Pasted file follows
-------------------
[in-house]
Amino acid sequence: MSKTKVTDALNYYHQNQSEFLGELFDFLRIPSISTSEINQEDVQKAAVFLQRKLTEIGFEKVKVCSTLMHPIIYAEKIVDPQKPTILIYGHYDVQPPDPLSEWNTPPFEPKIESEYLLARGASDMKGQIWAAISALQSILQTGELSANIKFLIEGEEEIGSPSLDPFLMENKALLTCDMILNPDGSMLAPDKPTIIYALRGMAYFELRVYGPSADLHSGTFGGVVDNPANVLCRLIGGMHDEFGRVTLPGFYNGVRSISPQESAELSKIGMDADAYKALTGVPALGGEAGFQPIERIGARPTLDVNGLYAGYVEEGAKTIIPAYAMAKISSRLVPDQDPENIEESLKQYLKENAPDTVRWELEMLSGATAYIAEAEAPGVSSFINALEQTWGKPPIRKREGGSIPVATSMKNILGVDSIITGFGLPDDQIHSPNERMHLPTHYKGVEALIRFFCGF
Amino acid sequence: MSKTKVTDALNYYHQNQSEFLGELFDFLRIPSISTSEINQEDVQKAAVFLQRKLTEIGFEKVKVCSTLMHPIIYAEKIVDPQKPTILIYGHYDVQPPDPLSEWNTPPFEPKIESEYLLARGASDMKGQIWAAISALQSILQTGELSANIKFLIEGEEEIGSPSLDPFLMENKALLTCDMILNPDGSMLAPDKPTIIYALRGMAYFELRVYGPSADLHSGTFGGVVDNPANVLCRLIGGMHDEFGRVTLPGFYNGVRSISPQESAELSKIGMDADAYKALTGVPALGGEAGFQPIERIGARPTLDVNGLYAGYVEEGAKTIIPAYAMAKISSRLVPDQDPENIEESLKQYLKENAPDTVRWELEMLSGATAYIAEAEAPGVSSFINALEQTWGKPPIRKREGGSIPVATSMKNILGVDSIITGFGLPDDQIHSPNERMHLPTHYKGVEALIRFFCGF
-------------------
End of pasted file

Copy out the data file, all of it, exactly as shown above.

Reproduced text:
[in-house]
Amino acid sequence: MSKTKVTDALNYYHQNQSEFLGELFDFLRIPSISTSEINQEDVQKAAVFLQRKLTEIGFEKVKVCSTLMHPIIYAEKIVDPQKPTILIYGHYDVQPPDPLSEWNTPPFEPKIESEYLLARGASDMKGQIWAAISALQSILQTGELSANIKFLIEGEEEIGSPSLDPFLMENKALLTCDMILNPDGSMLAPDKPTIIYALRGMAYFELRVYGPSADLHSGTFGGVVDNPANVLCRLIGGMHDEFGRVTLPGFYNGVRSISPQESAELSKIGMDADAYKALTGVPALGGEAGFQPIERIGARPTLDVNGLYAGYVEEGAKTIIPAYAMAKISSRLVPDQDPENIEESLKQYLKENAPDTVRWELEMLSGATAYIAEAEAPGVSSFINALEQTWGKPPIRKREGGSIPVATSMKNILGVDSIITGFGLPDDQIHSPNERMHLPTHYKGVEALIRFFCGF
Amino acid sequence: MSKTKVTDALNYYHQNQSEFLGELFDFLRIPSISTSEINQEDVQKAAVFLQRKLTEIGFEKVKVCSTLMHPIIYAEKIVDPQKPTILIYGHYDVQPPDPLSEWNTPPFEPKIESEYLLARGASDMKGQIWAAISALQSILQTGELSANIKFLIEGEEEIGSPSLDPFLMENKALLTCDMILNPDGSMLAPDKPTIIYALRGMAYFELRVYGPSADLHSGTFGGVVDNPANVLCRLIGGMHDEFGRVTLPGFYNGVRSISPQESAELSKIGMDADAYKALTGVPALGGEAGFQPIERIGARPTLDVNGLYAGYVEEGAKTIIPAYAMAKISSRLVPDQDPENIEESLKQYLKENAPDTVRWELEMLSGATAYIAEAEAPGVSSFINALEQTWGKPPIRKREGGSIPVATSMKNILGVDSIITGFGLPDDQIHSPNERMHLPTHYKGVEALIRFFCGF